Combat Shield ensures EW readiness in the U.S. Indo-Pacific

  • Published
  • By Staff Sgt. Ericka A. Woolever
  • 350th Spectrum Warfare Wing
Members from the 87th Electronic Warfare Squadron Combat Shield recently completed their annual Pacific Air Forces (PACAF) airframe-specific electronic warfare (EW) readiness assessment tour.
“Combat Shield is the lead EW assessment team for the U.S. Air Force,” said U.S. Air Force Master Sgt. Christopher Turner, 87th Electronic Warfare Squadron senior enlisted leader. “We concentrate on assessing the defensive systems of survivability and operability to sustain EW combat readiness for combat air forces (CAF) aircraft.”
Combat Shield spent approximately three weeks traveling the U.S. Indo-Pacific Command, assessing the EW defensive systems of their F-16 Fighting Falcons and A-10C Thunderbolts II.

During their annual PACAF tour, the team provided the most effective EW systems and capabilities that the U.S. Air Force has to offer, explained Turner.
“We are dedicated to the EW combat readiness of all air frames across the Indo-Pacific and across the U.S. Air Force,” he said.
Their assessments focused on the operability and survivability of detection, warning, and countermeasures against Electromagnetic Spectrum threats. During their assessments they used specialized equipment such as AN/USM-642A and High-speed Anti-radiation Missile Targeting Systems tester.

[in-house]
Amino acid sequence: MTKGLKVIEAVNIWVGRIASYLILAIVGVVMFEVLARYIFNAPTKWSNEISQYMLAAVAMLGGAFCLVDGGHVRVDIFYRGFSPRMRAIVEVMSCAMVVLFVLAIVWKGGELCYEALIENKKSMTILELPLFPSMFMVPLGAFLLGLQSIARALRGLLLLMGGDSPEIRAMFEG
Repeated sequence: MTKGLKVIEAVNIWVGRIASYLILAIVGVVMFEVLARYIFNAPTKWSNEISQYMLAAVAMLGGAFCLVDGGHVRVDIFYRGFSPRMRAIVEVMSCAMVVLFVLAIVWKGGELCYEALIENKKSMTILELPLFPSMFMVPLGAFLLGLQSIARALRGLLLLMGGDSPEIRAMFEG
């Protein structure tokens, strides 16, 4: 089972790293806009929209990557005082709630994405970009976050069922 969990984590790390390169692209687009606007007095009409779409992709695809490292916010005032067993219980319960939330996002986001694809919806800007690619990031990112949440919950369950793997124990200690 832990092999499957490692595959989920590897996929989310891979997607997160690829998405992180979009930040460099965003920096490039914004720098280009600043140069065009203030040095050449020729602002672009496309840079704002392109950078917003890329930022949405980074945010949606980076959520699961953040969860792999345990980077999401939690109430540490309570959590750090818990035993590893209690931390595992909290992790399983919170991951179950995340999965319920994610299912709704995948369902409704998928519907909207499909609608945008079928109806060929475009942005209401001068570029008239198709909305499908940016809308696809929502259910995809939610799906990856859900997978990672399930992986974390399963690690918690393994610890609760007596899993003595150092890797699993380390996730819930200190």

Once the assessments were completed Combat Shield provided the results to the home-station senior leadership.
“We give senior leadership an independent assessment of their overall EW fleet health while also providing onsite commanders both analysis, feedback and recommendation on how they can improve their operations and maintenance processes,” said Turner.
Not only does senior leadership get information regarding their EW assessments, but home-station avionic technicians also work with members from Combat Shield during the assessments.
“Maintainers are charged here with keeping their EW systems ready,” said Turner. “The data and analysis that [Combat Shield] provides, helps them keep their systems operable and gives them feedback on how they can improve their process.”
Conducting assessments of PACAF fleet’s EW readiness is critical for the deterrence of adversaries and assurance of our allies in the region ensuring a free and open Indo-Pacific.
“Over the last year [Combat Shield] has [assessed] 55 wings,” said Turner. “We assess their aircraft both at home-station and at [Red Flag] and WESUP exercises. We are also plugged into the AFFORGEN models “prepare” and “ready” phases to get units ready to deploy.”

The dependability between air assets and the EMS are inseparable and the survivability of Airmen depend on the Air Force achieving and maintaining EMS superiority.
“The various systems we test increase the survivability of the pilots and the aircraft, said U.S. Air Force Staff Sgt. David Crowey, 87th EWS Combat Shield Avionics Electronic Warfare technician. “We are the profession of arms and everything that Combat Shield stands for is to ensure our warfighters make it back home.”